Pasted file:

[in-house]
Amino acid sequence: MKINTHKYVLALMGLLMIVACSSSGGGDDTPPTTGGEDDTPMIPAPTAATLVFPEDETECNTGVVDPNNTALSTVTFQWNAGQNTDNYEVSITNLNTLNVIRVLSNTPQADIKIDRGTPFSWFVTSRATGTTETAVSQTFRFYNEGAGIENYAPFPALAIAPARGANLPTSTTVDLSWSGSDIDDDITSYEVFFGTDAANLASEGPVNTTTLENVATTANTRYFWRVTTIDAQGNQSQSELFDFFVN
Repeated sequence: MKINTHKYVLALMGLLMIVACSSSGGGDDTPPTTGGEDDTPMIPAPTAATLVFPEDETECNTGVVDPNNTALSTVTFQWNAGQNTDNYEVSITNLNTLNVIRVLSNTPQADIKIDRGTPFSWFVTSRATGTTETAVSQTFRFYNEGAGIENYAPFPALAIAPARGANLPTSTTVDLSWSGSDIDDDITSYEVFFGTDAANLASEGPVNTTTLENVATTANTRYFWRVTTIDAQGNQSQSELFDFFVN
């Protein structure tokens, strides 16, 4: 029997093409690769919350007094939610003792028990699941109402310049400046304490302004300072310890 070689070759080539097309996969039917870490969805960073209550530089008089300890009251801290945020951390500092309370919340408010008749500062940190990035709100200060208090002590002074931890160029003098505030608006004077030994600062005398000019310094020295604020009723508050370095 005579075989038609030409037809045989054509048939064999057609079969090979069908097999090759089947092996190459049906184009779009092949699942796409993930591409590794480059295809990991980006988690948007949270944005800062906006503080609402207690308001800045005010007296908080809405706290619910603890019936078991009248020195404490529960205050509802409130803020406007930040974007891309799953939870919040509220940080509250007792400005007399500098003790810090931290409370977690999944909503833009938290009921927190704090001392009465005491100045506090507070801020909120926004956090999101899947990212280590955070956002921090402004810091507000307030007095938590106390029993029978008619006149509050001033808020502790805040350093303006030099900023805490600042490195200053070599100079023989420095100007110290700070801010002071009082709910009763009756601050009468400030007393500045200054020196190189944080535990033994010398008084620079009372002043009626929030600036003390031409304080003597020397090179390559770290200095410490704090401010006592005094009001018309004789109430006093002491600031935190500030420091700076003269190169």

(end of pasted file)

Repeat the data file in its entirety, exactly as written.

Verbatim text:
[in-house]
Amino acid sequence: MKINTHKYVLALMGLLMIVACSSSGGGDDTPPTTGGEDDTPMIPAPTAATLVFPEDETECNTGVVDPNNTALSTVTFQWNAGQNTDNYEVSITNLNTLNVIRVLSNTPQADIKIDRGTPFSWFVTSRATGTTETAVSQTFRFYNEGAGIENYAPFPALAIAPARGANLPTSTTVDLSWSGSDIDDDITSYEVFFGTDAANLASEGPVNTTTLENVATTANTRYFWRVTTIDAQGNQSQSELFDFFVN
Repeated sequence: MKINTHKYVLALMGLLMIVACSSSGGGDDTPPTTGGEDDTPMIPAPTAATLVFPEDETECNTGVVDPNNTALSTVTFQWNAGQNTDNYEVSITNLNTLNVIRVLSNTPQADIKIDRGTPFSWFVTSRATGTTETAVSQTFRFYNEGAGIENYAPFPALAIAPARGANLPTSTTVDLSWSGSDIDDDITSYEVFFGTDAANLASEGPVNTTTLENVATTANTRYFWRVTTIDAQGNQSQSELFDFFVN
């Protein structure tokens, strides 16, 4: 029997093409690769919350007094939610003792028990699941109402310049400046304490302004300072310890 070689070759080539097309996969039917870490969805960073209550530089008089300890009251801290945020951390500092309370919340408010008749500062940190990035709100200060208090002590002074931890160029003098505030608006004077030994600062005398000019310094020295604020009723508050370095 005579075989038609030409037809045989054509048939064999057609079969090979069908097999090759089947092996190459049906184009779009092949699942796409993930591409590794480059295809990991980006988690948007949270944005800062906006503080609402207690308001800045005010007296908080809405706290619910603890019936078991009248020195404490529960205050509802409130803020406007930040974007891309799953939870919040509220940080509250007792400005007399500098003790810090931290409370977690999944909503833009938290009921927190704090001392009465005491100045506090507070801020909120926004956090999101899947990212280590955070956002921090402004810091507000307030007095938590106390029993029978008619006149509050001033808020502790805040350093303006030099900023805490600042490195200053070599100079023989420095100007110290700070801010002071009082709910009763009756601050009468400030007393500045200054020196190189944080535990033994010398008084620079009372002043009626929030600036003390031409304080003597020397090179390559770290200095410490704090401010006592005094009001018309004789109430006093002491600031935190500030420091700076003269190169």